Could there be a more innocuous word in the English language than and ? Said so often every day, we sometimes barely even pronounce it, but still it remains the force it is to connect and hold parts of our sentences together. Without it, our words would spill out like beads off a string, pieces of thoughts everywhere and meaning difficult to discern.

The grammarians classify and as a conjunction, a word or phrase that connects sentence elements into a meaningful statement. We can see the word junction in the term, a point of meeting, and it can help to picture this idea to see just where—and how—conjunctions bring elements together. In the sentence It began to rain and Tom left, the conjunction and represents that point where two independent clauses meet. Traditional grammar goes one step further in the classification and calls and (and others like it) a cumulative conjunction because at that point, the sentence continues on by simple addition, a second independent clause (Tom left) being joined to the first (It began to rain) in order simply to present two ideas in a general association. The result is a compound sentence.

But here is where the innocent and can turn hazardous if we rely on it to do more in joining clauses than it is designed for. There are two great classes of conjunctions, coordinating and subordinating, and each has a number of sub-categories. Under the coordinating heading, there are cumulative conjunctions, like and, that associate things; adversative conjunctions, like but and however, that dissociate things; and illative conjunctions, like therefore and so, that present a conclusion or result. Under the subordinating heading, there are causal conjunctions, like because and since, that show reason or cause; conditional conjunctions, like if and unless, that indicate a supposition of some sort; and temporal conjunctions, like when and after, that stipulate time. We might like to resist all the minutiae that classification lays bare (and grammar is rife with classification!), but the theory of grammar follows its practice: apparently that’s just how complex our thinking is.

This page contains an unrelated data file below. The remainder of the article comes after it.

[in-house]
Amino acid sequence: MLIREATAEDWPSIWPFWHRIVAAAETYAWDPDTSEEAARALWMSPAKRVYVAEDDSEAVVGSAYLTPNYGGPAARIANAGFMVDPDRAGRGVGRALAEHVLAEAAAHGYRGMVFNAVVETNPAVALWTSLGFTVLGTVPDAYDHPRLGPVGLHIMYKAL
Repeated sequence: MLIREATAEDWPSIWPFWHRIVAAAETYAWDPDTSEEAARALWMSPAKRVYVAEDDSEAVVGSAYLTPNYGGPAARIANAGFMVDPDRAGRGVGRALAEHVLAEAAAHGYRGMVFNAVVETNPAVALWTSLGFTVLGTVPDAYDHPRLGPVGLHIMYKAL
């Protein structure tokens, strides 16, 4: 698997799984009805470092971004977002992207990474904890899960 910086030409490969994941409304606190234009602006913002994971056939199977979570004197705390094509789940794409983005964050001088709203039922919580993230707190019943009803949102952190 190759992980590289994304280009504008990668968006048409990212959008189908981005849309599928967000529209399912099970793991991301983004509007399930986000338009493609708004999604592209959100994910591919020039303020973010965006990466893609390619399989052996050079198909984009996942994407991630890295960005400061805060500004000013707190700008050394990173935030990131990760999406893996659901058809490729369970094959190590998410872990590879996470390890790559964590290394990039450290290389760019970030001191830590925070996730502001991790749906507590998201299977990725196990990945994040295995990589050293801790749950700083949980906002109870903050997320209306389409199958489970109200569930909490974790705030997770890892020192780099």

So what does it really mean to say, It began to rain and Tom left ? If we take and at face value, then the sentence is doing nothing more than delivering two thoughts in one package: we open the box (the compound sentence) and find two items (the two independent clauses) separately wrapped but sent together. The fact that they arrived in one box surely implies that they have something to do with each other, but there’s no note to say just what. And that’s the problem with and: it won’t take a stand. If we look down the scale of conjunctions and choose so, we produce one thought: It began to rain, so Tom left. Now we’ve found some instructions in the box, and know that Tom’s leaving was the result of its beginning to rain. And the instructions will be different again if we change and to after: It began to rain after Tom left says nothing about the reason for Tom’s leaving, but only asserts what happened subsequent to it. Not every conjunction can substitute for any other, of course, because the laws of logic and reality hold sway (what would it mean, for example, to say, It began to rain if Tom left ?), but choosing the conjunction that best represents the logic of our thinking is one important way we can write more clearly.

And therein lies the danger of and. By nature genial and generous, it accepts all comers and doesn’t ask too many questions. The cumulative conjunction and in It began to rain and Tom left can imply any logical connection that’s possible between the two ideas. Did Tom leave because it began to rain? Did Tom leave as a consequence of its beginning to rain? Was the fact that it began to rain the reason Tom left, or was it just a coincidence that it began to rain when Tom left? And includes all of these ideas, which is the reason it is important to look closely at it when joining clauses: another conjunction may express the thought more exactly—and that is always the direction we want to take.


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